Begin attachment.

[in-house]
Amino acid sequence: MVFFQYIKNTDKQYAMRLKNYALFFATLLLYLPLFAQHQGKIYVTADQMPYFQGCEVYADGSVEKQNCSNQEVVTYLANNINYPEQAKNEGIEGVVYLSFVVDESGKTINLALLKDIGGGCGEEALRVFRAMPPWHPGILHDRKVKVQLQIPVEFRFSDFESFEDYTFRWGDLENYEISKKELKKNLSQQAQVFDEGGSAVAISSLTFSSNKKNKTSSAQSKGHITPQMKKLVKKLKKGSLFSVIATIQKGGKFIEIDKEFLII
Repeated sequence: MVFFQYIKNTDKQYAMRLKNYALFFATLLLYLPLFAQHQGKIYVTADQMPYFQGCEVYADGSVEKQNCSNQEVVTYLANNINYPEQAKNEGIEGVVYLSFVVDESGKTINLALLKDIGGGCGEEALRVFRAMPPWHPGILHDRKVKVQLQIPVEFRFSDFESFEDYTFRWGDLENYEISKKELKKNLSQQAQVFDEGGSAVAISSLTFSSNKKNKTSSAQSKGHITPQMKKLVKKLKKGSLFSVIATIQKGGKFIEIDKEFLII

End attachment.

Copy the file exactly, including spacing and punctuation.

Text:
[in-house]
Amino acid sequence: MVFFQYIKNTDKQYAMRLKNYALFFATLLLYLPLFAQHQGKIYVTADQMPYFQGCEVYADGSVEKQNCSNQEVVTYLANNINYPEQAKNEGIEGVVYLSFVVDESGKTINLALLKDIGGGCGEEALRVFRAMPPWHPGILHDRKVKVQLQIPVEFRFSDFESFEDYTFRWGDLENYEISKKELKKNLSQQAQVFDEGGSAVAISSLTFSSNKKNKTSSAQSKGHITPQMKKLVKKLKKGSLFSVIATIQKGGKFIEIDKEFLII
Repeated sequence: MVFFQYIKNTDKQYAMRLKNYALFFATLLLYLPLFAQHQGKIYVTADQMPYFQGCEVYADGSVEKQNCSNQEVVTYLANNINYPEQAKNEGIEGVVYLSFVVDESGKTINLALLKDIGGGCGEEALRVFRAMPPWHPGILHDRKVKVQLQIPVEFRFSDFESFEDYTFRWGDLENYEISKKELKKNLSQQAQVFDEGGSAVAISSLTFSSNKKNKTSSAQSKGHITPQMKKLVKKLKKGSLFSVIATIQKGGKFIEIDKEFLII